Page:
Global Fund has resolved to recover US $1,064,788 from Zambia’s Ministry of Health which was stolen in form of ARVs, HIV test kits, malaria and other drugs.

According to an investigation report released on April 26 and titled “Investigation of Global Fund Grants to the Republic of Zambia: Theft of Health Products from Medical Stores Limited”, the drugs and HIV test kits were stolen from Medical Stores between 2014 and 2016 and sold to other entities.

“In October 2016 and in April 2017, the Global Fund Secretariat notified the Office of the Inspector General (OIG) that they had been informed by Medical Stores Limited (MSL), a government distributor of health products that HIV test kits, funded by other donors, had been stolen from their warehouse. The OIG also received information that a non-governmental organisation (NGO) had bought HIV test kits in the capital, Lusaka, including some financed by the Global Fund that had been originally delivered to MSL. The ensuing OIG investigation determined that Global Fund-financed health products totalling US $1.06M could not be accounted for. Evidence suggests that these products were stolen over a two-year period, between 2014 and 2016. This issue of theft of products from MSL is currently being investigated by the Zambian authorities,” read the report.

“The investigation identified significant unexplained stock losses of Global Fund-financed pharmaceutical and non-pharmaceutical health products totalling US $1,064,788 delivered to MSL between 2014 and 2016. The losses, which were neither effectively investigated, nor reported to the Global Fund comprised: EF5,790 HIV test kits valued at US $416,379 (7.5% of total Global Fund-financed kits delivered between 2014 and 2016). 67,967 bottles of antiretrovirals (ARVs) valued at US$423,209 (2.6% of total Global Fund-financed ARVs delivered between 2014 and 2016). 11,442 artemisinin-based combination therapy packs (ACTs) valued at US $214,486 (2.4% of total Global Fund-financed ACTs delivered between 2014 and 2016). 2,521 malaria rapid diagnostic test kits (MRDTs) valued at US $10,714 (1.7% of total Global Fund-financed kits delivered between 2014 and 2016). The investigation found that stock quantities recorded in MSL’s electronic warehouse management system were negatively adjusted to reflect missing stock identified during annual stock takes. MSL staff could not explain the stock losses and the OIGs investigation also could not reconcile the stock adjustments with any outbound deliveries, expiries or other events. The overall loss totals US$1,064,788, 3.2% of a total of US $33.4M of deliveries investigated. These losses are non-compliant expenditure, as per the terms and conditions of the relevant Global Fund grant agreements.”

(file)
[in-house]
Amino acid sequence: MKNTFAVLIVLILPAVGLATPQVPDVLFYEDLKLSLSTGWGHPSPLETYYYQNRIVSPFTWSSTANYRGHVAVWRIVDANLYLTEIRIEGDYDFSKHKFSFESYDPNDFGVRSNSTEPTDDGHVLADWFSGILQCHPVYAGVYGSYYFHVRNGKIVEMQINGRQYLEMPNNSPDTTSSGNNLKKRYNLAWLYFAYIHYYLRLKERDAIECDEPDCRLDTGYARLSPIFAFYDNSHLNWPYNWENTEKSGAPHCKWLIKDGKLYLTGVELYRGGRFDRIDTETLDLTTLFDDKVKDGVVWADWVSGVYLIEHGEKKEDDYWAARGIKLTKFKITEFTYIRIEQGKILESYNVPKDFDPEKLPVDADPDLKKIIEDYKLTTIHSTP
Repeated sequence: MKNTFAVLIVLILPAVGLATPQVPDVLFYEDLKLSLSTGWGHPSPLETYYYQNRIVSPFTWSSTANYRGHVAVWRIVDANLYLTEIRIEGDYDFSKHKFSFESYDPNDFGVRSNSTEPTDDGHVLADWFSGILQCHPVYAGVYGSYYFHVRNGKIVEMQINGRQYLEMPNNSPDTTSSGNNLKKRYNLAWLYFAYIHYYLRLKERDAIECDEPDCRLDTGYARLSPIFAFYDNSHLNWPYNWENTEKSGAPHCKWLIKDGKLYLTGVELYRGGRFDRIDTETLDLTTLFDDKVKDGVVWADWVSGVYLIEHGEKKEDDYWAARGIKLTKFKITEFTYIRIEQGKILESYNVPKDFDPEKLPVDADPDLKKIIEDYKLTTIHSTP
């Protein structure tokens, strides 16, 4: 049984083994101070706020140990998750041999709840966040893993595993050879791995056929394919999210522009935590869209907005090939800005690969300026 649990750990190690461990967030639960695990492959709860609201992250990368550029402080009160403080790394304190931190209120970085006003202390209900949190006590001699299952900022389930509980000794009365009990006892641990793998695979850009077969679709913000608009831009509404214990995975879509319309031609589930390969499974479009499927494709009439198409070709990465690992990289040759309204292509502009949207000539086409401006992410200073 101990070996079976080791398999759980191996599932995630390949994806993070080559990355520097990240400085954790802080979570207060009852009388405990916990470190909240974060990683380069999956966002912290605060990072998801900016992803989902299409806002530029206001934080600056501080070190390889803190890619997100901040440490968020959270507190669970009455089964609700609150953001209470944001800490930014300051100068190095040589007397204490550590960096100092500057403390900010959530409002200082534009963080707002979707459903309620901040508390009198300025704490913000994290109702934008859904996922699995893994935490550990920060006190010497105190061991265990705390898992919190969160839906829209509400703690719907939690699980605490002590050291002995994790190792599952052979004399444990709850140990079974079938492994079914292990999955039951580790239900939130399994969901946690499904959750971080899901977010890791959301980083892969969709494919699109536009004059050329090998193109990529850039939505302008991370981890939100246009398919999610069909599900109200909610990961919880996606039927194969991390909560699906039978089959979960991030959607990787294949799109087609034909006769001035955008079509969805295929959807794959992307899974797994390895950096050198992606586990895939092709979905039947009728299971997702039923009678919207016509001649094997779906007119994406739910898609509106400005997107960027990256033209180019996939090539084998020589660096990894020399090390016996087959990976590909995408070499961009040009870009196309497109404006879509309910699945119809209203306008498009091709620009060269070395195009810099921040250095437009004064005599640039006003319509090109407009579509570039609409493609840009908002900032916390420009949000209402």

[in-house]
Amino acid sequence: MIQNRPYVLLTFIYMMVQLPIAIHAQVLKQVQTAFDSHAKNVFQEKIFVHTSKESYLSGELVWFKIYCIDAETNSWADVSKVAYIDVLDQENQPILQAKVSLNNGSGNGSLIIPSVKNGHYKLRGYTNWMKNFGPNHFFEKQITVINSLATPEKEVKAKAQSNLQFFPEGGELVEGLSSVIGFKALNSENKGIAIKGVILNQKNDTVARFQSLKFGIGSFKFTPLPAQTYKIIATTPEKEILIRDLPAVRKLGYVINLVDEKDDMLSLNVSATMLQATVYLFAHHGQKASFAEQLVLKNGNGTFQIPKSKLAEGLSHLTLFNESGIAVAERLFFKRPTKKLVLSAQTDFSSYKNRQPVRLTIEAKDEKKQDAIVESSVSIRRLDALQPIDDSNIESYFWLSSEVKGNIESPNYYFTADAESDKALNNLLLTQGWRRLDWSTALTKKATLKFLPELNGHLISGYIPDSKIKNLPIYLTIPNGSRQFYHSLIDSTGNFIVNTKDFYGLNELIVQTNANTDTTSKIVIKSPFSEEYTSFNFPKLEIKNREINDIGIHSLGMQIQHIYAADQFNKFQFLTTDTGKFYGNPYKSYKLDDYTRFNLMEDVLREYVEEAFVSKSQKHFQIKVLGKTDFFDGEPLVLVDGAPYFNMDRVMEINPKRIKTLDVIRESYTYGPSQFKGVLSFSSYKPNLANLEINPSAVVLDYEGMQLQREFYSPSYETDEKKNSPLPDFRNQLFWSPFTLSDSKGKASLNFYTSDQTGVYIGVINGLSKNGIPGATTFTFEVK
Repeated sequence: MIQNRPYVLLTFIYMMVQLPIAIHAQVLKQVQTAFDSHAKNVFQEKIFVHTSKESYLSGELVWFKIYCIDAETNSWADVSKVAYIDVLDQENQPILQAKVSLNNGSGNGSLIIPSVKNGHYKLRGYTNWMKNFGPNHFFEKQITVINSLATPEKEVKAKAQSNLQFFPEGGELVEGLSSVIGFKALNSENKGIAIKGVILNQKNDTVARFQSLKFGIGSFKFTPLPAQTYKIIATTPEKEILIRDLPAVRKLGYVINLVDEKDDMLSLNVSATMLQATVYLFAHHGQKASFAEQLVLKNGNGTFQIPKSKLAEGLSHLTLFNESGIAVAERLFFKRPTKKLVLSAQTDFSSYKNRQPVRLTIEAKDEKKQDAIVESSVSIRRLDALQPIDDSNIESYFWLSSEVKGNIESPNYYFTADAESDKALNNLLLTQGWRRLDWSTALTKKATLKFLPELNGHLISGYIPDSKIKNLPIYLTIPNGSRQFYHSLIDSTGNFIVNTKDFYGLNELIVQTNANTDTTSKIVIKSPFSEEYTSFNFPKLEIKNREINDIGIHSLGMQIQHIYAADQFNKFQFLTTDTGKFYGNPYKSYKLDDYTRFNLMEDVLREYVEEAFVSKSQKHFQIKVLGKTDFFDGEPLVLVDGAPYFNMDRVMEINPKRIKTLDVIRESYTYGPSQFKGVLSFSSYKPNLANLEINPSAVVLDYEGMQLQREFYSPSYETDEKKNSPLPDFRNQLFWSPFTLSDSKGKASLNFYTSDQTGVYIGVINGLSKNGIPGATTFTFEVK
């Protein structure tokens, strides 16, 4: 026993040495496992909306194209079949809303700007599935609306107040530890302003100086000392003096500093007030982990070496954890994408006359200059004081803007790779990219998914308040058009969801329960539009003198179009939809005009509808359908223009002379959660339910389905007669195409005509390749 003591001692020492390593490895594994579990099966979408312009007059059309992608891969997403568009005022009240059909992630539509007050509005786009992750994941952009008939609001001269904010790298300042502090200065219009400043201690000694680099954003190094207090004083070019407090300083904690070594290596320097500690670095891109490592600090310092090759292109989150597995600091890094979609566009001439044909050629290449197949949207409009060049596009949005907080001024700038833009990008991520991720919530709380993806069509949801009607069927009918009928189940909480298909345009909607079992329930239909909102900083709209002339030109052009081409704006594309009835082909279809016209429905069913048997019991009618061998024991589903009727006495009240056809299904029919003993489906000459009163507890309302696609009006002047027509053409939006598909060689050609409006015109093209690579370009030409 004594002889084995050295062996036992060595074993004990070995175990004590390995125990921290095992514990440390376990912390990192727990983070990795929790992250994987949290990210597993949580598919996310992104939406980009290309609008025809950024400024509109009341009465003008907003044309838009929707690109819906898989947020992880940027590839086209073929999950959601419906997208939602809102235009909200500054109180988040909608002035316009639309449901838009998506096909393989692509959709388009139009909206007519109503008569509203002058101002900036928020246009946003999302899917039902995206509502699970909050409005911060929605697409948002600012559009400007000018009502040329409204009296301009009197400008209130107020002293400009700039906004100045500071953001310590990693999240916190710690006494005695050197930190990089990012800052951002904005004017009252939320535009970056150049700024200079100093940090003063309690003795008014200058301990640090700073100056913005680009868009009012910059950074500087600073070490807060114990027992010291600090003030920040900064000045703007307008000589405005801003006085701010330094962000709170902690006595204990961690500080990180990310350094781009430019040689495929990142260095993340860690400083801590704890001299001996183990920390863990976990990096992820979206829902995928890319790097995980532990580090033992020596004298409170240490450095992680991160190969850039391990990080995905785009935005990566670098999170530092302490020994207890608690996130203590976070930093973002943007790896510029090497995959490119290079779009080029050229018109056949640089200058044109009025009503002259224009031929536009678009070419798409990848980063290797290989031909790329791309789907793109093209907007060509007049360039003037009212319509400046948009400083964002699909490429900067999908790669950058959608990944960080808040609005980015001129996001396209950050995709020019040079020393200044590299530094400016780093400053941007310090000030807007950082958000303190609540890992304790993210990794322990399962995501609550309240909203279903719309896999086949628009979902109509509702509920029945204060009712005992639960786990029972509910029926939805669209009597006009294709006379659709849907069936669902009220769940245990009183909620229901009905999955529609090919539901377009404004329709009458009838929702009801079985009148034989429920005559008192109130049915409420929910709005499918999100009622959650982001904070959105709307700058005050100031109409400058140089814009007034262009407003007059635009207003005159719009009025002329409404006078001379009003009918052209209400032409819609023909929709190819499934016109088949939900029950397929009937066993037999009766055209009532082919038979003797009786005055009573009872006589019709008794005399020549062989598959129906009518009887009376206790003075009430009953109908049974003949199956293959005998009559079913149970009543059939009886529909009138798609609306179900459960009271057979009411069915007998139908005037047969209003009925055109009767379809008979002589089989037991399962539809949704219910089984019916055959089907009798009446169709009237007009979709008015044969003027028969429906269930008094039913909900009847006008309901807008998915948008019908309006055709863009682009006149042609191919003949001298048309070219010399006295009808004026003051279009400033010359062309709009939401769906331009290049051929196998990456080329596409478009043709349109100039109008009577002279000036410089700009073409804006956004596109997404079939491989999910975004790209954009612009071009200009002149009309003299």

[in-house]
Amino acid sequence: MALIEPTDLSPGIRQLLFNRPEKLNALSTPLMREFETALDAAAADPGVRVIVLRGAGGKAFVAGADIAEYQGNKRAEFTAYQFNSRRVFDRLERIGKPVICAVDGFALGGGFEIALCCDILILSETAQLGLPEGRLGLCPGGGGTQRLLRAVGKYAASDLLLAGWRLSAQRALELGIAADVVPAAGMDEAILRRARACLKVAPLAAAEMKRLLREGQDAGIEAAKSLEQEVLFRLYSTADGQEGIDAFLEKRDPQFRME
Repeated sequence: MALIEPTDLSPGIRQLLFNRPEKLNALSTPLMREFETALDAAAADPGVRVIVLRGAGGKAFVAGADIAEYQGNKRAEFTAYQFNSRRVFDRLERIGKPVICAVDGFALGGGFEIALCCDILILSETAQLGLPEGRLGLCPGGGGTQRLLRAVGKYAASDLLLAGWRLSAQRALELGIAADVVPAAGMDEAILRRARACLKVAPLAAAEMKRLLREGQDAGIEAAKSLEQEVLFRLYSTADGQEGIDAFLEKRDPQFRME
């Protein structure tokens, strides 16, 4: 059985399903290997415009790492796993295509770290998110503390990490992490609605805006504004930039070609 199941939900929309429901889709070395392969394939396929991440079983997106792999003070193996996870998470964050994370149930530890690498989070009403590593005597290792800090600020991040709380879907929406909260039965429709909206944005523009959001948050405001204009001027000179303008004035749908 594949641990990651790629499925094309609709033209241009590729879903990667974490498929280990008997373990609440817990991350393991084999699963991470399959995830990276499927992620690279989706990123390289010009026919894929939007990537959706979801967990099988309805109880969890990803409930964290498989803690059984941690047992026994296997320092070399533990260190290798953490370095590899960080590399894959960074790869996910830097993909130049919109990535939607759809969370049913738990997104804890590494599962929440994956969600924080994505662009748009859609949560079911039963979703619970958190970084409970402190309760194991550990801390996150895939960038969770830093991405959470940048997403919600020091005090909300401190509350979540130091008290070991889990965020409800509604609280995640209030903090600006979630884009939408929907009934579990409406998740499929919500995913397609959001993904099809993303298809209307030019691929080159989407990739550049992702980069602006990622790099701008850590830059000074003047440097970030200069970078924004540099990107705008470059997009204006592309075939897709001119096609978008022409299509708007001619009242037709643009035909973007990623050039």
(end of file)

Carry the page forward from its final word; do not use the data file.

The investigation revealed that there were multiple opportunities for theft at Medical Stores due to ineffective internal controls.

“The internal controls at MSL were ineffective and resulted in multiple opportunities for theft and misappropriation of assets. Documented operating procedures, including procedures requiring biannual stock takes and weekly counts of randomly selected locations were not followed. OIGs investigation found that MSL undertook only one stock count in each of the years 2014, 2015 and 2016, and no weekly stock counts were conducted. Contrary to MSL’s operating procedures, there was no meaningful follow-up or investigation of stock variances. MSL staff were not able to explain the net negative adjustments; the assistant inventory manager suggested that the stock ‘must have been stolen’,” the report read.

“During a USAID sponsored market survey in Zambia and the Democratic Republic of the Congo in late 2017, 38 purchases of ACTs financed by the Global Fund were made at 26 commercial vendors in Zambia and 12 commercial vendors in the Democratic Republic of the Congo. The 38 packets of ACTs purchased displayed batch numbers corresponding with Global Fund financed ACTs delivered to MSL between May and December 2016. OIG’s investigation found that of the 38 purchases and 29 different batch numbers identified, five of the batch numbers identified (through eight of the purchases), correspond with batch numbers of ACTs found by the OIG to have been negatively adjusted and unaccounted for.”

And according to the report, Global Fund has resolved to recover US$1,064,788 from the Ministry of Health, which is the principle recipient.

“The Global Fund Secretariat and the OIG have agreed on specific actions, which are detailed in Section 5 of this report, and include: Recovering an appropriate amount from the Principal Recipient – Zambia’s Ministry of Health, based on the findings of this report, MSL’s implementation of all stock count control procedures, MSL, through the Principal Recipient, reporting to the Global Fund any negative stock discrepancies and the results of investigations into those discrepancies,” read the report.